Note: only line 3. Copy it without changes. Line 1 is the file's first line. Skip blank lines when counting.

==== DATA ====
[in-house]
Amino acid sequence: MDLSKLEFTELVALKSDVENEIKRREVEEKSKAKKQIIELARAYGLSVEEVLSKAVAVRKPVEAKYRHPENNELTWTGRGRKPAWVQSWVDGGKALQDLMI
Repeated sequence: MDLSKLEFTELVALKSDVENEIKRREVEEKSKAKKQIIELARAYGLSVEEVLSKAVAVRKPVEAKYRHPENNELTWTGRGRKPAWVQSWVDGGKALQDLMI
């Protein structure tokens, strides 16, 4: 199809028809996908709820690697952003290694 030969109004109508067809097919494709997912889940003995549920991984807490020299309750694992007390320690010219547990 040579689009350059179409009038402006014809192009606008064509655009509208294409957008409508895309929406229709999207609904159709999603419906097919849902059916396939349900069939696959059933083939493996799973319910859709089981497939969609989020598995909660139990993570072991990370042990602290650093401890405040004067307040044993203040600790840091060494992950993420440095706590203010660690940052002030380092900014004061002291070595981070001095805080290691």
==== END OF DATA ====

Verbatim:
Repeated sequence: MDLSKLEFTELVALKSDVENEIKRREVEEKSKAKKQIIELARAYGLSVEEVLSKAVAVRKPVEAKYRHPENNELTWTGRGRKPAWVQSWVDGGKALQDLMI